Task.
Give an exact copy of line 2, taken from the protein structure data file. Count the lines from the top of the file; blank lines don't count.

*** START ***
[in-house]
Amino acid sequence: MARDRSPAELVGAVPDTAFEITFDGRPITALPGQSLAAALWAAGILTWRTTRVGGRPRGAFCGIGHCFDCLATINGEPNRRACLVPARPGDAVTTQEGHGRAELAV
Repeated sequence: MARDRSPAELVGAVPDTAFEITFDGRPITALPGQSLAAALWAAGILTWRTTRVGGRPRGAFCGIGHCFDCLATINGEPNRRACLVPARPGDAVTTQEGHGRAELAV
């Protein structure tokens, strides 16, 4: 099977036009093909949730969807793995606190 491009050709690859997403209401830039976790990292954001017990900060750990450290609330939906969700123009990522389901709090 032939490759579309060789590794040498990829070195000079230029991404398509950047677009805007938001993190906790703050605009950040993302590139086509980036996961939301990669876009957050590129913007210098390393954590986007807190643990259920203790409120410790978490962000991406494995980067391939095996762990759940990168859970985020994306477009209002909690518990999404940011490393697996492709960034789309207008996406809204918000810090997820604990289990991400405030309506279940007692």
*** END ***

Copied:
Amino acid sequence: MARDRSPAELVGAVPDTAFEITFDGRPITALPGQSLAAALWAAGILTWRTTRVGGRPRGAFCGIGHCFDCLATINGEPNRRACLVPARPGDAVTTQEGHGRAELAV